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My Love-Hate Relationship With London’s Changing Skyline

My Love-Hate Relationship With London’s Changing Skyline

I can’t think of any city whose skyline has undergone such a dramatic shift over the last 25 years as London.  One by one, a series of modern buildings – each more odd-looking than the last – has changed London’s skyline significantly since my first trip to England in 1978.  One Canada Square (1991) and the rest of the Canary Wharf skyscrapers, City Hall (2002), the Gherkin (2003), the Shard (2012), and the Cheesegrater (2014) are just a sampling of this new London architecture.

In 1984, Prince Charles famously attacked a proposed addition to the National Gallery as “a monstrous carbuncle on the face of a much loved and elegant friend.”  I understood how he felt.  It’s hard not to mourn alien additions with nicknames like the Gherkin and the Cheesegrater.  And these new additions don’t blend seamlessly into the cityscape.  They draw your eye as if they’re jumping up and down saying “look at me!”  No addition to London’s skyline evoked as much ire for me as the London Eye.  I harbored a secret hope that Londoners would grow tired of this blot on the landscape and tear it down.  Of course more than 15 years later, it’s still one of the city’s most popular attractions.

I’m not quite sure why I was so disgruntled by this modern London architecture.  As a Chicagoan, I can remember when the John Hancock Center, the Sears (now Willis) Tower, the slanted roofline of 150 N. Michigan Avenue, and the rusty red CNA Center were each added to the Chicago skyline.  I don’t remember feeling any resentment toward them.

However something interesting happened during my three months in London last fall.  I began to develop a grudging acceptance of these additions to the cityscape.  I grew accustomed to seeing the Shard standing sentry over southeast London and to passing the rotund bulk of City Hall on my way to London Bridge Station.  The Canary Wharf skyscrapers peeping over the rooftops of Teak Close became a comforting sight. 

Even the London Eye began to seem rather festive as it lit up the night.  I finally began to understand the Eye’s place in Londoner’s affections when I walked to Westminster station on the Sunday evening following the brutal Paris attacks.  The Eye was lit red, white and blue in solidarity with the citizens of Paris.  It was a class act for such a brash adolescent.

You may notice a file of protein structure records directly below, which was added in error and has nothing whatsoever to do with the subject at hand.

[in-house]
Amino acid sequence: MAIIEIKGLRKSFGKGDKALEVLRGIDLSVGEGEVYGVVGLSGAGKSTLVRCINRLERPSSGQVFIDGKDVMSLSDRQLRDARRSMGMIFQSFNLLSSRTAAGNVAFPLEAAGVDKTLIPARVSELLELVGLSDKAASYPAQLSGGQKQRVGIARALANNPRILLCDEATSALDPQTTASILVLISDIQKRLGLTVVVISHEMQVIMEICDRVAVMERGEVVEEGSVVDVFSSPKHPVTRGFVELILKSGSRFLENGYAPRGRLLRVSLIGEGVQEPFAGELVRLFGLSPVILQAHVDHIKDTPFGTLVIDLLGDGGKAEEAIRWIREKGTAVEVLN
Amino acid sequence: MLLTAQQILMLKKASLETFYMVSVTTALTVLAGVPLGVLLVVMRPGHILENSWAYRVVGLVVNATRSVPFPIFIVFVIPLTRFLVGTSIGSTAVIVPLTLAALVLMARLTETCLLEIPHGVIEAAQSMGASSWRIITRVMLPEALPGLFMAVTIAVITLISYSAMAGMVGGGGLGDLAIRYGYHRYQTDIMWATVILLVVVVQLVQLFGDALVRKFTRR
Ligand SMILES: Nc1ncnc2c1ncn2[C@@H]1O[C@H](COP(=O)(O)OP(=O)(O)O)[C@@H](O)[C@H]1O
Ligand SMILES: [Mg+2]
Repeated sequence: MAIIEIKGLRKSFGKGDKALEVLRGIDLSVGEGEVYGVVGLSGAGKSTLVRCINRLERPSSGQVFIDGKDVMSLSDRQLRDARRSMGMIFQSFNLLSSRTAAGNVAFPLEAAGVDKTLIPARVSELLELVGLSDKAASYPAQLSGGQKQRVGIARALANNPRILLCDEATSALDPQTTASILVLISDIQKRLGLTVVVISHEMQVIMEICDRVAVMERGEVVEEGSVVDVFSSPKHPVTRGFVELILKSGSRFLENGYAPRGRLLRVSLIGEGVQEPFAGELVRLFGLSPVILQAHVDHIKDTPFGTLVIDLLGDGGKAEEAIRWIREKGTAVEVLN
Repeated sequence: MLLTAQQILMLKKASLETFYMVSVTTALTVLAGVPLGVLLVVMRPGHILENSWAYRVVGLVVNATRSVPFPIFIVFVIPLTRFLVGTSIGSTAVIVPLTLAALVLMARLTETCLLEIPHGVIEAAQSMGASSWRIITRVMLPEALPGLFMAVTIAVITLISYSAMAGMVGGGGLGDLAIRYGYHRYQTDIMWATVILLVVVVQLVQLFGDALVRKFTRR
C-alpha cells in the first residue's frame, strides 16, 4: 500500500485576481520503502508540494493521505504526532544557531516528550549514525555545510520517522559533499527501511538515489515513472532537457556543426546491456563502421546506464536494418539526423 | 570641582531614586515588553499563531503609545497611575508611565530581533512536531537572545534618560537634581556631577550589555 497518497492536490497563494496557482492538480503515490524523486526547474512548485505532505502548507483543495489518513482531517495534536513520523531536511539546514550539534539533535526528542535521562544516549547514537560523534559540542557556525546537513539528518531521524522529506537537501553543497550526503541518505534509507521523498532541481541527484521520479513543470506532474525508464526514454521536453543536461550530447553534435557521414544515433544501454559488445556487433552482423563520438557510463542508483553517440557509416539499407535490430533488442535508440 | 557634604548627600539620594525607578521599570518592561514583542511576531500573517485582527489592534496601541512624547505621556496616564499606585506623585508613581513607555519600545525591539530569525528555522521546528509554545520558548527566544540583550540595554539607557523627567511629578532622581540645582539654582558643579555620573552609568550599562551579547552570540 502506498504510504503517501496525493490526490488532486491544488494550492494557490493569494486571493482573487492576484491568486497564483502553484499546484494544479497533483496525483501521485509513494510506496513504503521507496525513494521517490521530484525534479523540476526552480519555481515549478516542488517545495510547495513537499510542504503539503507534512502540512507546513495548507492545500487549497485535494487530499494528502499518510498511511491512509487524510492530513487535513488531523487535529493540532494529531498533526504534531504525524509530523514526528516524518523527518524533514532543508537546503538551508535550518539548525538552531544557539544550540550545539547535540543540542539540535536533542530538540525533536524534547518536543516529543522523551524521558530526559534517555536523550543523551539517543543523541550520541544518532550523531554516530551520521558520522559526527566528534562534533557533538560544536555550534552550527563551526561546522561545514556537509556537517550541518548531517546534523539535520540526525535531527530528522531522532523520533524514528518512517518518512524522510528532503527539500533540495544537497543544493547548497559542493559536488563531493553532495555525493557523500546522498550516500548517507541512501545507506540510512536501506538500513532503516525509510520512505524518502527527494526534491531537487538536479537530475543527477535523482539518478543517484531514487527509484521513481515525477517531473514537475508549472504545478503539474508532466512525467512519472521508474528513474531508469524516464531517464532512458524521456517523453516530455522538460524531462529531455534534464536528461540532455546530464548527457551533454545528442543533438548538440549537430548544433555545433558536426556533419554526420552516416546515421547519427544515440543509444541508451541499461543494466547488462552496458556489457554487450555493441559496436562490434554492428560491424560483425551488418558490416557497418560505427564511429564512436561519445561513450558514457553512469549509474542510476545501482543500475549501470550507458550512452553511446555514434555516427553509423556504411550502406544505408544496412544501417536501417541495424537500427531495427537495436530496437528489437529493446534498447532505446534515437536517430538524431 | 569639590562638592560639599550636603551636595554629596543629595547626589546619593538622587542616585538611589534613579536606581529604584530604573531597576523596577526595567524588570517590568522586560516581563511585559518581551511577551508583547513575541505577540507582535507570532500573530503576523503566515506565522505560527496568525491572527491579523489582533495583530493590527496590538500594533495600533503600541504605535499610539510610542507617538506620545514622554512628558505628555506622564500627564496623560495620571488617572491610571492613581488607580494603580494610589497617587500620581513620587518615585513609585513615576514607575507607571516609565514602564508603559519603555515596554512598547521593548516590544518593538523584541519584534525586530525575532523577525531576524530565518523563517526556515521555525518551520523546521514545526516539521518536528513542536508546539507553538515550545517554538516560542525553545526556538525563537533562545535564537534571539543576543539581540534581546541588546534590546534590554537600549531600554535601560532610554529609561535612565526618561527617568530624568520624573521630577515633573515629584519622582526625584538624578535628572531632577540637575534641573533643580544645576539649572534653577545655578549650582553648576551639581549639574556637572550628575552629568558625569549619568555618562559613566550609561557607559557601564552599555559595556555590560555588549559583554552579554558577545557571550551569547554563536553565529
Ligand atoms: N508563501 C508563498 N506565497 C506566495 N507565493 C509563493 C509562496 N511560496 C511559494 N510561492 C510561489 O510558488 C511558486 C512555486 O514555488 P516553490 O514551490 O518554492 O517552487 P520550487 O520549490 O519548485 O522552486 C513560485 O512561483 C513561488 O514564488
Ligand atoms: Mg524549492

My final acceptance of London’s changing skyline came near the end of my stay.  My husband and son joined me after Christmas to share my last ten days in London.  William had never been to England before, so I planned a “best of London” itinerary for their visit.

We started their visit with a Thames cruise.  Pointing out sights as we sailed down the river made me realize that I’d grown used to seeing modern London architecture juxtaposed against old stalwarts like St. Paul’s Cathedral and the Tower of London.  We also rode on the London Eye, something I’d never done.  As we looked out at the lights of London, I knew that I had finally accepted these “carbuncles” on the face of my beloved London.

Near the end of their stay, we visited St. Paul’s and I finally achieved my ambition of climbing all 528 steps to the cathedral’s dome.  I walked around the outside of the dome looking down at the buildings, bridges, and neighborhoods I had come to know intimately during my three-month stay.  I realized that I loved it all, both the well-known historic sights and the brash modern additions.

Would I prefer to see the classic skyline I know from my research and from my earliest visits to London?  Yes.  But in reality, I know that London’s skyline has never been static.  It’s been in a constant state of flux since the Romans built Londinium.  The city has been altered by countless events over its history; fires, the merciless bombing of the Blitz, the regeneration of the decaying Docklands, and so much more.  As much as I love historic London, I also love the city’s ability to rise from the ashes of adversity.  In truth, without new constructions, London would be more like a historical theme park than a dynamic city.

So television programs and movies will continue to use establishing shots of both Big Ben and the London Eye, as well as whatever brash new addition to London architecture comes along in the future.  As these additions appear, I’ll continue to remind myself that the past and the present can co-exist in my affections.




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